International Indigenous Research Nurses Summit 2019

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Preliminary findings from the Maya Kuwaya study presented by Ray Lovett and Roxanne Jones

I felt very privileged to attend a day of the International Indigenous Research Nurses Summit when I was visiting QSU this week. It was truly inspiring to hear the stories of indigenous nurses leading hugely important research programmes. However, at the same time, many of their findings were sobering in terms of their experiences of racism and the huge impact they were identifying this (unsurprisingly) had on their communities.

I was particularly struck by Ray Lovett and Roxanne Jones’s excellent presentation of the largest ever study of Aboriginal and Torres Trait Islander Wellbeing – ‘Maya Kuwaya’. Designed, led and governed by indigenous people, community will be able to have access to and use their own data. The study is using postal survey methods and aiming to recruit 15,000 participants – it has already got to 10,000. They shared that many people really welcomed the opportunity to tell their stories.

However, these stories were often very traumatic. More than 50% of Aboriginal and Torres Strait Islander respondents across all areas of Australia reported exposure to high levels of racism. Over 20% of people had left healthcare settings without receiving treatment because they had experienced racism.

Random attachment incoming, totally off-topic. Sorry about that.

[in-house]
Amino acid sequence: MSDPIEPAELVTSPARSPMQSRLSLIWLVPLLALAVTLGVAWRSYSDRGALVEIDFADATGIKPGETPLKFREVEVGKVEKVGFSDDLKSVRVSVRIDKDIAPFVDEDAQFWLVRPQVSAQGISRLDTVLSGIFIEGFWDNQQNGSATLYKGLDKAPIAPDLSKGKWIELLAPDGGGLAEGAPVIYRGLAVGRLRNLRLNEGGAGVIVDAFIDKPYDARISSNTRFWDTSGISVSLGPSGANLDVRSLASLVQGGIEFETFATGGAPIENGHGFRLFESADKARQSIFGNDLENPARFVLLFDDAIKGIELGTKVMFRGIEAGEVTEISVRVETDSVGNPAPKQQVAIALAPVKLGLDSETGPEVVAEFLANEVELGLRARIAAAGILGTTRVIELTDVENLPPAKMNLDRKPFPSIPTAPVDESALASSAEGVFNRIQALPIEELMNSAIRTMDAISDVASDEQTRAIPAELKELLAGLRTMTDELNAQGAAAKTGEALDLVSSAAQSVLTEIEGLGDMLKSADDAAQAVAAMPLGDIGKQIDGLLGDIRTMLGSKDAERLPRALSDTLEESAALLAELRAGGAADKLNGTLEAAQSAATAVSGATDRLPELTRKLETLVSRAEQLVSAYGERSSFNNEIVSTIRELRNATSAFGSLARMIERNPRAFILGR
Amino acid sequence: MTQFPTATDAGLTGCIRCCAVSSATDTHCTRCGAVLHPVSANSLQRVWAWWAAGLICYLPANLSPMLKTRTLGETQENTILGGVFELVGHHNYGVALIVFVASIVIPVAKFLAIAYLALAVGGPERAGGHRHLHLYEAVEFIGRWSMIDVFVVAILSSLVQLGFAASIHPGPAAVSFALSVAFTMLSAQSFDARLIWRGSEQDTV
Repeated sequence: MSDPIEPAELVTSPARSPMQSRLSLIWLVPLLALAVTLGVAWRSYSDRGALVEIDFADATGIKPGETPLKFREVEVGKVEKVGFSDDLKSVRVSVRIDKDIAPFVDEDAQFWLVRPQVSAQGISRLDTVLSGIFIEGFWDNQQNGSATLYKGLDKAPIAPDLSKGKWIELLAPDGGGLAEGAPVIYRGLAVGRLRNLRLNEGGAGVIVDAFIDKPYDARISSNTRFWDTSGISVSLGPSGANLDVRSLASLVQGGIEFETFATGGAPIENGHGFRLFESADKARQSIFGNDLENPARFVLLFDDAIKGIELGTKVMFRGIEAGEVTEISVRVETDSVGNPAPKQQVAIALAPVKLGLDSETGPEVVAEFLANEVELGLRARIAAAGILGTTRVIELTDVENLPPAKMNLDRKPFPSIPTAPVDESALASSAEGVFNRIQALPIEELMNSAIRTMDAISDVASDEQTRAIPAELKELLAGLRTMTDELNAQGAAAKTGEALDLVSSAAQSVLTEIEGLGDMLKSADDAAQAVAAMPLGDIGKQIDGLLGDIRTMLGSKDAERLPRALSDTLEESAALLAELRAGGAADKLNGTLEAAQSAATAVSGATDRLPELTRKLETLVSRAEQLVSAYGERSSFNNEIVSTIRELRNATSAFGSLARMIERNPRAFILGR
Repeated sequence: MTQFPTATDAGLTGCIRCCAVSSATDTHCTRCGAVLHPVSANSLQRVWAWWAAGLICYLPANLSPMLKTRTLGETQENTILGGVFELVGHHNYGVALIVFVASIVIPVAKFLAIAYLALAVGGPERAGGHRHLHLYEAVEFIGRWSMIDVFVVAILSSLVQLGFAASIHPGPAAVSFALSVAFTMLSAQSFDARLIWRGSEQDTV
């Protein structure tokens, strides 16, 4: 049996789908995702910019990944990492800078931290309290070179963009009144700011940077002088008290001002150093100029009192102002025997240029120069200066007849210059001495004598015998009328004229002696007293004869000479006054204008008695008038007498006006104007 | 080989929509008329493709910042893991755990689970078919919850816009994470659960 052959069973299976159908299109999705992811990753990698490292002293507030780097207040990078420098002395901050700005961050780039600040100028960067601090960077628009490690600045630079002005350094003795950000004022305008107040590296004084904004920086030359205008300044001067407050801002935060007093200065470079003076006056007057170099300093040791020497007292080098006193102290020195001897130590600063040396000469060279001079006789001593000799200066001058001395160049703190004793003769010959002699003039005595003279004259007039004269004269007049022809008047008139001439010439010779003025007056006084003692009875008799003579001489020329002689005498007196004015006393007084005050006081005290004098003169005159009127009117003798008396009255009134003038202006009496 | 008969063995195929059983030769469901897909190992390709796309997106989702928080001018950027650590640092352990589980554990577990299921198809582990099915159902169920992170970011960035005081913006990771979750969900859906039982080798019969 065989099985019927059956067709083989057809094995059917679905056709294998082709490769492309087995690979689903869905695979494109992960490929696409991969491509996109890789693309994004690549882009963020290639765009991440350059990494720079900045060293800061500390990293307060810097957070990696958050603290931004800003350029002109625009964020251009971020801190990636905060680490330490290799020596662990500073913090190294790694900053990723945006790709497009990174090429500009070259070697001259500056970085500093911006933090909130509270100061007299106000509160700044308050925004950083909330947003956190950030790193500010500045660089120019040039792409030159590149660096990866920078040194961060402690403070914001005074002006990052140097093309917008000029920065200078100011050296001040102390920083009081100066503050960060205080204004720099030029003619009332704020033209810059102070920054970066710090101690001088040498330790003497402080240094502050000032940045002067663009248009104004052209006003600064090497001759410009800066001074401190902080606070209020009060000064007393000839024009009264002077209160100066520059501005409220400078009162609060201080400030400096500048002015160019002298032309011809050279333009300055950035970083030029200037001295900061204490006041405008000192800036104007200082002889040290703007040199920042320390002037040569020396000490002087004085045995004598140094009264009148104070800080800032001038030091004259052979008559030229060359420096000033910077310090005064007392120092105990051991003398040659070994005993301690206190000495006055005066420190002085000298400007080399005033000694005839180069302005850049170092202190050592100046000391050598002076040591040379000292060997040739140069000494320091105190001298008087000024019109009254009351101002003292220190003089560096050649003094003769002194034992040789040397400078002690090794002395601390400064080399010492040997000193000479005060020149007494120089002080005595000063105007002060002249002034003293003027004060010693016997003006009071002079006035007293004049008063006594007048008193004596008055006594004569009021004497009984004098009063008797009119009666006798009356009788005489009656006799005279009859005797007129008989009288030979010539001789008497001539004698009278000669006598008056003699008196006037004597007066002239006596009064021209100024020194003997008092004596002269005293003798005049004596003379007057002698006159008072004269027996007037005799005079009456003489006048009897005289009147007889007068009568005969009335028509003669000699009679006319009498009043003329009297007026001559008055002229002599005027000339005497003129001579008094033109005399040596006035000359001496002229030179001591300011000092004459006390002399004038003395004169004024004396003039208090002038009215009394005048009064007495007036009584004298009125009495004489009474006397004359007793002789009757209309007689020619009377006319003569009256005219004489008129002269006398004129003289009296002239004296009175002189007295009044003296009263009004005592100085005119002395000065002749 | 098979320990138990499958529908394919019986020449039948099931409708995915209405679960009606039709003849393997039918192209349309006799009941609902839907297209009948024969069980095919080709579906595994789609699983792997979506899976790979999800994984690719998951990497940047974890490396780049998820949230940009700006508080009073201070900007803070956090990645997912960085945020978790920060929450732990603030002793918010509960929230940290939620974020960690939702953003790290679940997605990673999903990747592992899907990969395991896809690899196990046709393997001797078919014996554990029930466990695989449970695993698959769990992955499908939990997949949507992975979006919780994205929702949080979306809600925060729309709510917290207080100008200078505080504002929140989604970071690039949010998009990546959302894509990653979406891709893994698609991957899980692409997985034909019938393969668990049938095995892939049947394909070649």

Maya Kuwaya is also able to fill the gap in evidence regarding the impact of racism on physical and psychological wellbeing for Aboriginal and Torres Trait Islander people, finding a clear link between discrimination and moderate/high psychological distress.

 “The more we are exposed to racism the worse our physical health is….and we feel less control over our lives”.

Ray states this pattern is evident in all their data. These findings have also been reported in the context of Aotearoa, New Zealand, in a large study conducted by a team including our School of Nursing colleague A/Prof Terryann Clark. The Youth2000 study found that cultural connection improves youth mental health for Māori, but ethnic discrimination was associated with poor mental health outcomes.

The impact of racism on all aspects of health and life circumstances is very clear. The challenge now is for those with the power to do so to truly act upon this evidence at a personal, professional and systemic level.




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